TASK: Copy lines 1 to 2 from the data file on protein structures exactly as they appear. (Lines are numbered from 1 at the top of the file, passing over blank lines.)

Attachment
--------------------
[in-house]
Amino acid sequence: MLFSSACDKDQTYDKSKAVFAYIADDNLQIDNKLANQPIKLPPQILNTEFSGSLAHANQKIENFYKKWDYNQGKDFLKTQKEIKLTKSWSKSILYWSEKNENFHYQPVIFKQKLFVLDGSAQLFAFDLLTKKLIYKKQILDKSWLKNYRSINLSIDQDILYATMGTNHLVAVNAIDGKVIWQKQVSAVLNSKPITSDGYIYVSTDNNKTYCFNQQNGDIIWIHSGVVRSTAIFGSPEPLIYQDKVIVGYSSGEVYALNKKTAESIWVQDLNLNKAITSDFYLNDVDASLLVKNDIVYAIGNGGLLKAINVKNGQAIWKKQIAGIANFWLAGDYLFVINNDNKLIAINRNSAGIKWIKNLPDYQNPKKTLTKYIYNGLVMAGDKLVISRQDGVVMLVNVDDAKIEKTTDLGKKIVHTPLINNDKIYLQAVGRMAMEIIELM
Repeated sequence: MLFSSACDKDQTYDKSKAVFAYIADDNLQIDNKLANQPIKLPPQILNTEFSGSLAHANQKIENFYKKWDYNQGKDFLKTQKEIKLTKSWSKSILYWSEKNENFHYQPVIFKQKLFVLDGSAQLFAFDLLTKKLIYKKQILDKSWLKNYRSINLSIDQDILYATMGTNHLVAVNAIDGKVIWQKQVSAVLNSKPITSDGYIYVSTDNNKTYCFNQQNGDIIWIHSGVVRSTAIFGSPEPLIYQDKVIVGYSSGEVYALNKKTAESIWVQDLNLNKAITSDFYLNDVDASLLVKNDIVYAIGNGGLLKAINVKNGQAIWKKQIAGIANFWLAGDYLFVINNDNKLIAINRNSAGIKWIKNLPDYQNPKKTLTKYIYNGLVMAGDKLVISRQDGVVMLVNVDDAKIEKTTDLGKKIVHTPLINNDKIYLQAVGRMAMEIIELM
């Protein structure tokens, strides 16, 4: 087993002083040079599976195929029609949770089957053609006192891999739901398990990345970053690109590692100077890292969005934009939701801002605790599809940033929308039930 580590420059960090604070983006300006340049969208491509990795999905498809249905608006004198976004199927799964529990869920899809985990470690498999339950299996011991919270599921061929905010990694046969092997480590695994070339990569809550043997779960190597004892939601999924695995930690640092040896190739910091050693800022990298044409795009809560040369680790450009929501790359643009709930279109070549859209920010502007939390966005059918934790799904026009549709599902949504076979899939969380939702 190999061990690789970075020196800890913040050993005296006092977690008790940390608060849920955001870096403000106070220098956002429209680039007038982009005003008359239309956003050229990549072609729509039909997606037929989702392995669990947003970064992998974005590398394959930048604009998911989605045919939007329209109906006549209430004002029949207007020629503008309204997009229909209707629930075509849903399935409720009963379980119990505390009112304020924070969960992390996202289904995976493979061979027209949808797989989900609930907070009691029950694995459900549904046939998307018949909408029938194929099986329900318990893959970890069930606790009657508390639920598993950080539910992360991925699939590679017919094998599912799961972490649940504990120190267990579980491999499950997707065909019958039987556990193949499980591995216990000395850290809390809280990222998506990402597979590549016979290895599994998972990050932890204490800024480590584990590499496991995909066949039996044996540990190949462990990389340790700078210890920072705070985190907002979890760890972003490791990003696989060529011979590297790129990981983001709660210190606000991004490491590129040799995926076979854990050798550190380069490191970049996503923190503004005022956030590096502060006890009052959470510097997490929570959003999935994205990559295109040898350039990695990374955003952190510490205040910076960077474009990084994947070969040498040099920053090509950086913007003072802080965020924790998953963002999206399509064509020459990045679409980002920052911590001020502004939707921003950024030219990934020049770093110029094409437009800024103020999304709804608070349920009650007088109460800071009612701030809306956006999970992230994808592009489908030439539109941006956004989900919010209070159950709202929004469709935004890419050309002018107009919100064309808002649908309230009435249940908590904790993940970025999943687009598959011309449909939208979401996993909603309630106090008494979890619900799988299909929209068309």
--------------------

[in-house]
Amino acid sequence: MLFSSACDKDQTYDKSKAVFAYIADDNLQIDNKLANQPIKLPPQILNTEFSGSLAHANQKIENFYKKWDYNQGKDFLKTQKEIKLTKSWSKSILYWSEKNENFHYQPVIFKQKLFVLDGSAQLFAFDLLTKKLIYKKQILDKSWLKNYRSINLSIDQDILYATMGTNHLVAVNAIDGKVIWQKQVSAVLNSKPITSDGYIYVSTDNNKTYCFNQQNGDIIWIHSGVVRSTAIFGSPEPLIYQDKVIVGYSSGEVYALNKKTAESIWVQDLNLNKAITSDFYLNDVDASLLVKNDIVYAIGNGGLLKAINVKNGQAIWKKQIAGIANFWLAGDYLFVINNDNKLIAINRNSAGIKWIKNLPDYQNPKKTLTKYIYNGLVMAGDKLVISRQDGVVMLVNVDDAKIEKTTDLGKKIVHTPLINNDKIYLQAVGRMAMEIIELM